Converting a Website to SSL (https://)

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With changes to web browsers (Chrome in particular) coming soon that will mark non-SSL (http://) websites as Not secure, now is the time to consider upgrading your site to SSL encryption.  The first part is getting an SSL certificate and adding it to your hosting account.  However, you also have to check through and adjust your site for optimal results.

In most cases, switching to SSL will not outright break a site, but its not impossible in some cases:

  • Chrome and possibly some other browsers will not show a non-SSL page in an IFRAME of an SSL page.  Unlike other types of security issues, Chrome will not let the user bypass or ignore the issue on non-SSL page in an IFRAME, so the user will be completely blocked from getting to the IFRAMEd content.

  • Custom code might break if it dissects page URLs and doesn't treat "http://" and "https://" as the same site, or has been coded to only work with http:// URLs.

The more common issue is a page being flagged as having mixed content, which means that something included on an SSL encrypted page (an image, a video embed, a CSS file, a JavaScript file, etc.) is being loaded from a non-encrypted site.  A lot of times, this is due to a local resource having been added to the page with a fully qualified URL (e.g. http://foobar.gatech.edu/styles.css) instead of using a relative URL (e.g. /styles.css).  Updating those URLs will fix the problem, though finding them can be a challenge.  Getting comfortable with your favorite browser's development inspector can help a lot, as many have a Network feature to let you see all of the files being loaded by the page and which ones were SSL encrypted and which ones were not.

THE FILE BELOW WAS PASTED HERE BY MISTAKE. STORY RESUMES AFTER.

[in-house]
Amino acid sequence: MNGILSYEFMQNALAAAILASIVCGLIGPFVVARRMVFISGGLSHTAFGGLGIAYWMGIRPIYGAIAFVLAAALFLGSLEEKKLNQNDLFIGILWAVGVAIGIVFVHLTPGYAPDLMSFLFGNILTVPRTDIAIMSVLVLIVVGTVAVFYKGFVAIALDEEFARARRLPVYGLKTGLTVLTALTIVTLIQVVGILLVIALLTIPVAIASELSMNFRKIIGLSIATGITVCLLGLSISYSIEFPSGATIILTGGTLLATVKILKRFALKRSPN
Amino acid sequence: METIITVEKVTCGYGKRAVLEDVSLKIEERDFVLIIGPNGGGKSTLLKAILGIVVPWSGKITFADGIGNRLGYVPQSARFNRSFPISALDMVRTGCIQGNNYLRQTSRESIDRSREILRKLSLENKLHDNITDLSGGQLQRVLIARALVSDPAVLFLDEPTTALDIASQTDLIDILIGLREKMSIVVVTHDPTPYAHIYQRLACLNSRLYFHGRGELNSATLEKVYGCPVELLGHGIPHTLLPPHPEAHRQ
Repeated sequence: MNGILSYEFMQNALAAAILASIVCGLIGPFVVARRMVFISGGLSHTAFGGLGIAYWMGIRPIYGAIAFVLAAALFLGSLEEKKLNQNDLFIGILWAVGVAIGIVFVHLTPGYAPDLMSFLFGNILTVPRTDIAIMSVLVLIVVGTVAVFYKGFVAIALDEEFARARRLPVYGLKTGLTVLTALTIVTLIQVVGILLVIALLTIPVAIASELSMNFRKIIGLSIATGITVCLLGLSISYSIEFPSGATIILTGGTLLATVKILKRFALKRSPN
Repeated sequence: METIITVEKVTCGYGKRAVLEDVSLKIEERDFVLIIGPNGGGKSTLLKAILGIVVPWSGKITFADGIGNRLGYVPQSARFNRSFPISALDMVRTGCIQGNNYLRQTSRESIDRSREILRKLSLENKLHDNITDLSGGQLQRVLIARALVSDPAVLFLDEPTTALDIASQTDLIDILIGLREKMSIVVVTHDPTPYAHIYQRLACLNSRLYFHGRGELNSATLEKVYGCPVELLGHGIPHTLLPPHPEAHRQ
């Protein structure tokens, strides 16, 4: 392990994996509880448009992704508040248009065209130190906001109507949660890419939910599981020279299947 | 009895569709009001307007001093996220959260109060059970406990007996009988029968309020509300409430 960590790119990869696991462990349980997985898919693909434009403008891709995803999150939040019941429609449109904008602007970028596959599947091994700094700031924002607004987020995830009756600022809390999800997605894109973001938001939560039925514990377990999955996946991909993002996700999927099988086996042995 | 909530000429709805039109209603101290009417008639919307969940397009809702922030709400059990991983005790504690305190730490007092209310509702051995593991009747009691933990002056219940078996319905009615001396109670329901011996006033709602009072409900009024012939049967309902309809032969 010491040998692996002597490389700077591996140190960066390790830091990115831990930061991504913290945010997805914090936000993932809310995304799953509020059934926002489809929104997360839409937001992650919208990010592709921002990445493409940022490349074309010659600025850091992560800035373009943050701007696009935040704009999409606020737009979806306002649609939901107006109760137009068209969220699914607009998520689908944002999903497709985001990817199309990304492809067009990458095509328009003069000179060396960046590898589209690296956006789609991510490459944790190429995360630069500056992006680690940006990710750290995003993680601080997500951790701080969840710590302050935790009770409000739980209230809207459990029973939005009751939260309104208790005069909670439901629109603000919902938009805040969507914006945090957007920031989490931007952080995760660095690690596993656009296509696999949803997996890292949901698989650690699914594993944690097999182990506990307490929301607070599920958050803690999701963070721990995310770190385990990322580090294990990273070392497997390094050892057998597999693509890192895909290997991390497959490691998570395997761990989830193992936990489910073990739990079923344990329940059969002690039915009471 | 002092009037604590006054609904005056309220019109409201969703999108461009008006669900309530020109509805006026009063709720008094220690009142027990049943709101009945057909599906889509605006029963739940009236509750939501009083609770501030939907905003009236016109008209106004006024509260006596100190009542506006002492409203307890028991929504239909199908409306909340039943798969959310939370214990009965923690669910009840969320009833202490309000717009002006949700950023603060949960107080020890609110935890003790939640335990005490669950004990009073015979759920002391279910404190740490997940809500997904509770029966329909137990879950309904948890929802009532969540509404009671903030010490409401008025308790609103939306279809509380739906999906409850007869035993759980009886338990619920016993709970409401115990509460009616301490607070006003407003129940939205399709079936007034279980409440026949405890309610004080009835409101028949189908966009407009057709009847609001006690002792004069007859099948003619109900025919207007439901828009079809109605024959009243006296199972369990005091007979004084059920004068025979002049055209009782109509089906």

There are other places you should check to optimize your site:

  • Menu bars often have fully qualified links added to them, so check for ones that can either be shortened to a relative link or updated from "http://" to "https://"

  • Redirects in .htaccess files are sometimes entered as fully qualified links.  Once again, they should be made relative or updated from "http://" to "https://".  If your content management system has its own redirection system (e.g. the Drupal 7/8 Redirect module), you may need to check its tables for URLs that need to be updated in the same way.

Certain applications may need a little assistance:

  • WordPress has two settings on the General settings page:  WordPress Address (URL) and Site Address (URL).  Both need to be updated to begin with "https://"

In most cases, you'll not only want to clean up the links and settings of your site, but also redirect all of your non-SSL traffic to your SSL site, and content systems don't typically handle this for you.  To cover all of your bases, it's good to add the following to your site's .htaccess file:

RewriteEngine on
# This forces the visitor to the non-www.* address *before* forcing them to SSL
RewriteCond %{HTTP_HOST} ^www\.(.+)$ [NC]
RewriteRule ^ https://%1%{REQUEST_URI} [L,R=301]
# This checks to make sure the connection is not already HTTPS
RewriteCond %{HTTPS} !=on
# This rule will redirect users from their original location, to the same location but using HTTPS.
RewriteRule ^/?(.*) https://%{SERVER_NAME}/$1 [R,L]

That said, if you have separate directories in your hosting account for the SSL and non-SSL versions of your site (typically named httpsdocs and httpdocs respectively), you can just add a one-line .htaccess file to the httpdocs directory, replacing "yourdomainname" with your site's real domain name:

Redirect / https://yourdomainname.gatech.edu/

One final tip: if you control any other websites that link to the site you're upgrading, you should go into them and update those links from "http://" to "https://", and also make sure they're using the version of your site's domain name that matches your SSL certificate (in most cases, this will be a version without "www." at the beginning.)